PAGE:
Dear Dr. Linda,
I have dyslexia and so does my dad. I have an 18-month-old son, and I don’t want him to have the same horrible experience learning to read as my dad and I did. So my wife and I are trying to give him as much exposure to books and reading as possible before he goes to preschool. When I hand him something, I say what it is and emphasize the sounds the letters make for that item. We point out street signs and store signs. We say the sounds and not necessarily the letters. We’ve read that many educators believe it’s unnecessary for him to learn the letters. Our question is when do we start introducing him to formal reading and what program do you recommend?
I understand why you are concerned. Dyslexia does run in families. Since you and your dad have it, your son has a very good chance of also having it. So I do understand why you want to do whatever possible to prevent your son from having the same negative school experience.
Unfortunately, there’s nothing that you can do now to prevent him from inheriting dyslexia. You can certainly introduce him to letters and the sounds those letters make at a young age as you’re doing. You’re helping him develop phonemic awareness which means that he’ll be hearing those sounds over and over again. As you know, dyslexia is defined as having difficulty putting a sound with an image. It’s an auditory problem, not a visual problem. Therefore, stressing the sounds of things to your son at a young age may pay off in the long run.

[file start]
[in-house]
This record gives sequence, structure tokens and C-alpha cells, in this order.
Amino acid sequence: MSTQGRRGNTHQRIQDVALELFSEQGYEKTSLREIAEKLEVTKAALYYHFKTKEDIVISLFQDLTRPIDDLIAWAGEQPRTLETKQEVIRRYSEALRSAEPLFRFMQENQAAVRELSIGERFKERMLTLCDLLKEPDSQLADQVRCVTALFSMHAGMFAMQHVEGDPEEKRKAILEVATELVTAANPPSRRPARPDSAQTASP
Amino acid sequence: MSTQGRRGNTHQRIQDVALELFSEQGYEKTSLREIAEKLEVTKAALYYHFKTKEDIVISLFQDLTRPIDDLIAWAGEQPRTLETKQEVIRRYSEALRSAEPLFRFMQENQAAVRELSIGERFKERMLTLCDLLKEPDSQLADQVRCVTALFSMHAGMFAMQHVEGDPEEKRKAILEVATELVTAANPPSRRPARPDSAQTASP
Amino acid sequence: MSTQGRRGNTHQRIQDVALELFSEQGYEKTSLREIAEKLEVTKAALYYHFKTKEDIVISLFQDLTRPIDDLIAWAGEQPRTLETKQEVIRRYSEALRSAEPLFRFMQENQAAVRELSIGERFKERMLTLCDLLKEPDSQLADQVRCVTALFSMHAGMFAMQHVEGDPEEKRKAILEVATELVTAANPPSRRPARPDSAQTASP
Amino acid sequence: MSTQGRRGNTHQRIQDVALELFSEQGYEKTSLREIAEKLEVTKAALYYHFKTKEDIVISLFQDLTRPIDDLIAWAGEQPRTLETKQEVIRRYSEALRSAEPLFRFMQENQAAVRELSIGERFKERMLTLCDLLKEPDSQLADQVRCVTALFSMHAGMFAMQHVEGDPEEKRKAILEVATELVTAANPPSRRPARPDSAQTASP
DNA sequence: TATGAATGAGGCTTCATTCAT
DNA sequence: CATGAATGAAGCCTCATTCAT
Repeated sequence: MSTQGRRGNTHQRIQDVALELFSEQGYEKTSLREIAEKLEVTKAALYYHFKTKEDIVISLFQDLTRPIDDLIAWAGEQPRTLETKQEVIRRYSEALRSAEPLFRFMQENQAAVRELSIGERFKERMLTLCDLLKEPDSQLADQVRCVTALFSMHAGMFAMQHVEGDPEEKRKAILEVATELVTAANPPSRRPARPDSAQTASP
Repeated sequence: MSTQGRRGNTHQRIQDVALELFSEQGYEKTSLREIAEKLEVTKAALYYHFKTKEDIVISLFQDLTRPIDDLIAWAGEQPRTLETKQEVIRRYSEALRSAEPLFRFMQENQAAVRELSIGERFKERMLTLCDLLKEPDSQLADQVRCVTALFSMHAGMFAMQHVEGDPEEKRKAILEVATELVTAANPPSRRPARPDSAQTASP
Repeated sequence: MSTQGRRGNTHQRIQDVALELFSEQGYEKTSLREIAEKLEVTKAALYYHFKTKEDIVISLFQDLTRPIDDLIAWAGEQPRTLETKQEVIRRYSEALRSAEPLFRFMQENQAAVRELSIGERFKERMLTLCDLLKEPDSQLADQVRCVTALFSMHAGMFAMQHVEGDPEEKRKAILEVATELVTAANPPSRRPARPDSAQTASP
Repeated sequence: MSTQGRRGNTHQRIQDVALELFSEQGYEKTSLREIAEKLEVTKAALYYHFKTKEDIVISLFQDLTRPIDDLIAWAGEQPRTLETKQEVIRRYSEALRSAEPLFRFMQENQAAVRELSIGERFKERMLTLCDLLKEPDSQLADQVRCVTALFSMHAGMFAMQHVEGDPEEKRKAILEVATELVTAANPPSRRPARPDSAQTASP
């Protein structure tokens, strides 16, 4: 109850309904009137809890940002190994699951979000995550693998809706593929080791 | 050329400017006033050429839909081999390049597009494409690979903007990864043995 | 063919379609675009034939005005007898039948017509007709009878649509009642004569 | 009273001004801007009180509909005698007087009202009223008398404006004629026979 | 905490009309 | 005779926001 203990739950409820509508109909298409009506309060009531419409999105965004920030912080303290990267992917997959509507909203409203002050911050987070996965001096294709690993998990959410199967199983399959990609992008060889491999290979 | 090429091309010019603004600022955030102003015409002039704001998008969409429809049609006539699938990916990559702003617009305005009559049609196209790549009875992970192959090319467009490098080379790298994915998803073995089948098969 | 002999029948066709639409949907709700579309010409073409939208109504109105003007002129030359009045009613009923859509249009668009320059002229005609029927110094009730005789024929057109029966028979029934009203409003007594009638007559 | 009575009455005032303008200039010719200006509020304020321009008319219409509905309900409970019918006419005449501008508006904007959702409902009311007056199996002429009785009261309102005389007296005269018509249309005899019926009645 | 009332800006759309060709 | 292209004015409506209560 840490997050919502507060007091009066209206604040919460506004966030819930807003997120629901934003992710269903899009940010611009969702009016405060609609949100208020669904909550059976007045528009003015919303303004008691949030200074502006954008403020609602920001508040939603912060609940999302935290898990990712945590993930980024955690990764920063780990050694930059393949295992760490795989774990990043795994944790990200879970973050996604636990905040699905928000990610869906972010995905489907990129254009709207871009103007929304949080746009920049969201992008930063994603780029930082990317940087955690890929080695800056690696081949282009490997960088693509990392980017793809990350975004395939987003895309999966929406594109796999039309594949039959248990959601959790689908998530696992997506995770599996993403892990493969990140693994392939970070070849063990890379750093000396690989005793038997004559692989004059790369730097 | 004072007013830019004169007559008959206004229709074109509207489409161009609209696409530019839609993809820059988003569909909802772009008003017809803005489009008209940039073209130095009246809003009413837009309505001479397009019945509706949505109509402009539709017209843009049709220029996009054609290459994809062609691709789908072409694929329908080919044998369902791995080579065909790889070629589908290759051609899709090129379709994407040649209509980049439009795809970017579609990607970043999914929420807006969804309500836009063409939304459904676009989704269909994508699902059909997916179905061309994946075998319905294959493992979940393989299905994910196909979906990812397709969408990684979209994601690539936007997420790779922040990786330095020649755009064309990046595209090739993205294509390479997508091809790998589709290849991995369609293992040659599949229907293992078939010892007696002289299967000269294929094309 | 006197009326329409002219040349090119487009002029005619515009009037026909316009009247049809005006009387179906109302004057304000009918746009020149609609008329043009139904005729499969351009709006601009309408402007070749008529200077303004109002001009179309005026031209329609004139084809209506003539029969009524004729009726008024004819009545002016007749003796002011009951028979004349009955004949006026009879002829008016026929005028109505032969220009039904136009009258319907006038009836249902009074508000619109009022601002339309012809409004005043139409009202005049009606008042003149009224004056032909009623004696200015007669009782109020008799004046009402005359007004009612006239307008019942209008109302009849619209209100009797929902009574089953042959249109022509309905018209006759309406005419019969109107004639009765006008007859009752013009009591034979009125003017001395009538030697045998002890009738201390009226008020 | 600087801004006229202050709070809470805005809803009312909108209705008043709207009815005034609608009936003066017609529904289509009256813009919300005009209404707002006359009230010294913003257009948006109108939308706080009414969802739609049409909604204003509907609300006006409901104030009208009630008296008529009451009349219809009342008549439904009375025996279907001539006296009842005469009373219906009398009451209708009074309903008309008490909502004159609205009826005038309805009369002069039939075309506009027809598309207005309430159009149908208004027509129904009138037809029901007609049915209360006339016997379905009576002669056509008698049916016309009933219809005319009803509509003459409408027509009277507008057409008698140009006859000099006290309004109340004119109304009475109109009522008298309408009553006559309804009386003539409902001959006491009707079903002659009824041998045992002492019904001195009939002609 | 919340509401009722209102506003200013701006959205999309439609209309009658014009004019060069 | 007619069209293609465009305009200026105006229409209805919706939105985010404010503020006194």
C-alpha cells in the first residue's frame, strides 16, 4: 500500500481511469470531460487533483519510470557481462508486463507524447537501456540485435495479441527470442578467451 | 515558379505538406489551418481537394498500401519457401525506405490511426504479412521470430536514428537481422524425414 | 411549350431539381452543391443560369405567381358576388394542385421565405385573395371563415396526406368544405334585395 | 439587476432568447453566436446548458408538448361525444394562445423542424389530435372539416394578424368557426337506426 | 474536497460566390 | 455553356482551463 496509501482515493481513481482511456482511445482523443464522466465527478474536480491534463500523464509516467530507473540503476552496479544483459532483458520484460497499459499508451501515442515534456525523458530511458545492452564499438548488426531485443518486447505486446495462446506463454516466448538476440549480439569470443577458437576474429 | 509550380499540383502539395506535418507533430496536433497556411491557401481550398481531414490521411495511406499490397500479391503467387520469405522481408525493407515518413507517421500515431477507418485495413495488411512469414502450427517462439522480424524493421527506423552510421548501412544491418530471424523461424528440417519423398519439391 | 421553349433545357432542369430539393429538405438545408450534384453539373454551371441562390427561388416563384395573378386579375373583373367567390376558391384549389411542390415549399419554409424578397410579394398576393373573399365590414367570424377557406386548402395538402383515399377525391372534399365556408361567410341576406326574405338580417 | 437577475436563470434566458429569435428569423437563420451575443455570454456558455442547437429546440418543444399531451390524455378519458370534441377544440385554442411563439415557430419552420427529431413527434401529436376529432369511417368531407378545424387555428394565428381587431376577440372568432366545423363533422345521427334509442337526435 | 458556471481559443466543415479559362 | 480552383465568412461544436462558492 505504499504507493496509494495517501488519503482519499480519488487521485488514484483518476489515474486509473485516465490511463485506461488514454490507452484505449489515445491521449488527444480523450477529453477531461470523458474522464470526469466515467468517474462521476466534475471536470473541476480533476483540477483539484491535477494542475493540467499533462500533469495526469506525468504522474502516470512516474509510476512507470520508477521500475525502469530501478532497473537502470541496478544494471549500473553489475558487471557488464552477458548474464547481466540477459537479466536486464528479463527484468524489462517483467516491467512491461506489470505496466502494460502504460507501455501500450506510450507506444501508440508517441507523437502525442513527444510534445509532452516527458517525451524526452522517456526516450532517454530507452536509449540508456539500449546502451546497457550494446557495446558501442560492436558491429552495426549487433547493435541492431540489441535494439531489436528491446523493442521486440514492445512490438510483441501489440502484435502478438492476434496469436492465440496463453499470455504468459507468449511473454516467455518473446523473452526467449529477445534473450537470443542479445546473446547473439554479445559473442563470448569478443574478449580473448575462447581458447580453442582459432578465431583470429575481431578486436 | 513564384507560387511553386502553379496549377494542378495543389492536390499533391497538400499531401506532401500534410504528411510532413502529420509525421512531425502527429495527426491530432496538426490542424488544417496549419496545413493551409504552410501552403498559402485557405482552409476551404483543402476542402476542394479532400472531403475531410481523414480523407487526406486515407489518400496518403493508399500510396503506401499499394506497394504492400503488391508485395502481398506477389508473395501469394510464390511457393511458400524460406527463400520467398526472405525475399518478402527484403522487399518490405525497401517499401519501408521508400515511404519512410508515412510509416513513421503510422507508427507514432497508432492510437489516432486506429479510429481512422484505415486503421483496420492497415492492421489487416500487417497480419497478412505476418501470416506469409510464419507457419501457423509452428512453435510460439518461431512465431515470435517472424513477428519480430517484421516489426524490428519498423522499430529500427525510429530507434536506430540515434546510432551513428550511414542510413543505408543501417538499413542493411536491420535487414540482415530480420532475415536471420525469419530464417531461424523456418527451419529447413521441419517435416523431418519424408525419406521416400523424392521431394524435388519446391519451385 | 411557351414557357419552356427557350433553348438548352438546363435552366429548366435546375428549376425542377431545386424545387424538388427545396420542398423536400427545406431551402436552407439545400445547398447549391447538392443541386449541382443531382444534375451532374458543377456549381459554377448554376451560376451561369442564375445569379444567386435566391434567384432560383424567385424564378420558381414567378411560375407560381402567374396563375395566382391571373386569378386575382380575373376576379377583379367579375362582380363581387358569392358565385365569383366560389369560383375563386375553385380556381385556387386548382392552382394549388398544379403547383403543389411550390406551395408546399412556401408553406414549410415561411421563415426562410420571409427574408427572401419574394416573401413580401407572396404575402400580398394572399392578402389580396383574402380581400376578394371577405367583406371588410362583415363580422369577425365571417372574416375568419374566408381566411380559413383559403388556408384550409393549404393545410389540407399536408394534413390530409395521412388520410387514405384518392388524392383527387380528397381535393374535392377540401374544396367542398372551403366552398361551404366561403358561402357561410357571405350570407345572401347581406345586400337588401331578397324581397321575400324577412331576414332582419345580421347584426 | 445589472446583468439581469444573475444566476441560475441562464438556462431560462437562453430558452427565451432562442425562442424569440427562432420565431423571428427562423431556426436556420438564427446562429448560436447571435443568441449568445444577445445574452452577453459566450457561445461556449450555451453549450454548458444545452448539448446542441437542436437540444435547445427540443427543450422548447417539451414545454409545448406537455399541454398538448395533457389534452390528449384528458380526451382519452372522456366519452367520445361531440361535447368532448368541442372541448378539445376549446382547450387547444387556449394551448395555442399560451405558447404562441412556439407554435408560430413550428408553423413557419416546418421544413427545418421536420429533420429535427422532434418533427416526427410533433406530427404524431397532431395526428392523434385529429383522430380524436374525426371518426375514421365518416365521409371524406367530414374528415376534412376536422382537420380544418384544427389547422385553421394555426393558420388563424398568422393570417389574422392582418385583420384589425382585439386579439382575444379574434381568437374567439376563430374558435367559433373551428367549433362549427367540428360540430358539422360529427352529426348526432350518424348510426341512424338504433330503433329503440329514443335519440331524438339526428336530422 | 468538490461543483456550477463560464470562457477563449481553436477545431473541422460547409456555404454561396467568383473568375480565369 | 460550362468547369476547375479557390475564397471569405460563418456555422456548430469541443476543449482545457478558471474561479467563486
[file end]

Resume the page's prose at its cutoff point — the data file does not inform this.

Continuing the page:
But he’s only 18 months so you really don’t know how much he’s processing. In addition, if you’re using too much language, eventually he may not listen to what you’re saying. Next, he has to learn the names of the letters. Yes, one philosophy argues that it’s more important for toddlers to learn the sounds of the letters than to know the names of the letters. However, once he starts school when the teacher tells the children in the class to circle all the “Bs,” your son won’t know what a “B” is.
I don’t recommend starting any formal program now. Simply introduce him to the letters and the sounds they make by giving him toys to play with such as alphabet puzzles. Reading picture books together helps too. He needs to play and listen to stories because these activities provide reading readiness experiences for him.
When he’s four or five, then you can look for a reading readiness program that’s based on phonics. If he has dyslexia, he’ll need a strong phonics-based program such as a multisensory Orton Gillingham program. Follow his progress closely but don’t force him to read. However, if you see he’s not remembering the alphabet or the sounds connected with each letter, contact your local school. They’ll be able to work with him. Schools know a lot more about dyslexia than they knew when you and your father were in school.